One of the biggest reasons AR-15s are so popular is their customizability. And one of the most popular components to upgrade? The handguards.
So what are things to think about when it comes to these quad rail upgrades? Let’s go over a few best practices.
Two-Piece vs. Free-Float
Two-piece rails are the easiest to install. You simply:
- Remove the plastic handguards by pushing the delta ring towards the receiver.
- Lift off the pieces.
Sounds easy, but the spring behind the delta ring is strong. You need three hands, a friend or a handguard-removal tool such as Promag’s AR-15 and M16 forearm removal tool.
The new rails are a direct replacement for the plastic handguards.
Free-float rail systems require more work. They are usually one complete piece that mounts to a replacement barrel nut. No part of the rail touches the barrel. This helps with cooling and accuracy.
You will usually need to remove the flash suppressor, front-sight post or gas block, gas tube, delta-ring assembly and barrel nut.
This would be a great time to replace any part of your upper assembly like the barrel, flash suppressor, gas block and front sight since you would be removing everything.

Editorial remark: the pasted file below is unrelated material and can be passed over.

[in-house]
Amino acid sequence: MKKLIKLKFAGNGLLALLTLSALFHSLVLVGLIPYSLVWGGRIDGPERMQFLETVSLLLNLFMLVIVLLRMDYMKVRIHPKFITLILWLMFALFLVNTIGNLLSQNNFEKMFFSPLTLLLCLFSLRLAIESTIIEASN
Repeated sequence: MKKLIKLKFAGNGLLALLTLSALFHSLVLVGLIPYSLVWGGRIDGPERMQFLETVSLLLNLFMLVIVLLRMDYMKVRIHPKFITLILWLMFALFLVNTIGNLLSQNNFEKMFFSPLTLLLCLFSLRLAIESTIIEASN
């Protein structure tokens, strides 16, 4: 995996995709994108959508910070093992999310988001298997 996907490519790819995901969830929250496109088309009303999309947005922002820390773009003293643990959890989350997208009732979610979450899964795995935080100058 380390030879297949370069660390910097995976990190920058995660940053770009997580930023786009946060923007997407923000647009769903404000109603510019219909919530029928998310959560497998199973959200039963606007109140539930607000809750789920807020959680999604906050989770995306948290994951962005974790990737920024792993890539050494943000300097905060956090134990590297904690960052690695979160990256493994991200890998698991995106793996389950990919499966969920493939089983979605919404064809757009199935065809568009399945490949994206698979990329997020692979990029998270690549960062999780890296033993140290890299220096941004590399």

Tools required to install a free-float system include:
If you acquire all of the tools necessary to install a free-float rail system, you also have all of the tools necessary to build your own upper from scratch.
Be prepared to have all of your shooting buddies bring you their rifles to install their rail systems. It is easy to do with the proper tools.
What Size Handguard Do I Need?
For the most part, AR-15 uppers have three different sizes:
- Rifle length
For the handguards:
- Carbine lengths are 16” or less
- Mid-length are usually found on 16” to 18” barreled uppers and use a mid-length gas system
- Rifle length handguards fit on a 20” barrel
For the rails:
- Carbines take 6-3/4″ rails
- Mid-length take 8-1/2″ rails
- Rifle-length rails are 12” long
Exceptions are Colt carbines, which are 6-7/8” long. Either way, when it comes to AR-15 quad rails and handguards, size matters.
Covers vs. Ladders
Once the rails are installed, they look great, although are not exactly comfortable to grip. The sharp edges of the rail can cut or rub your hand the wrong way.
Because of this, many AR-15 owners use rail covers or ladders to protect the rails and their hands when shooting.
- Covers completely cover the rails and offer the most protection.
- Ladders fill in the portion between the rails, providing some comfort and protection, but are not quite as bulky as covers.
Have any tips for upgrading AR-15s with quad rails? Let us know in the comments section below!
Editor’s note: This post was originally published in December of 2010. It has been completely revamped and updated for accuracy and clarity.
View original Post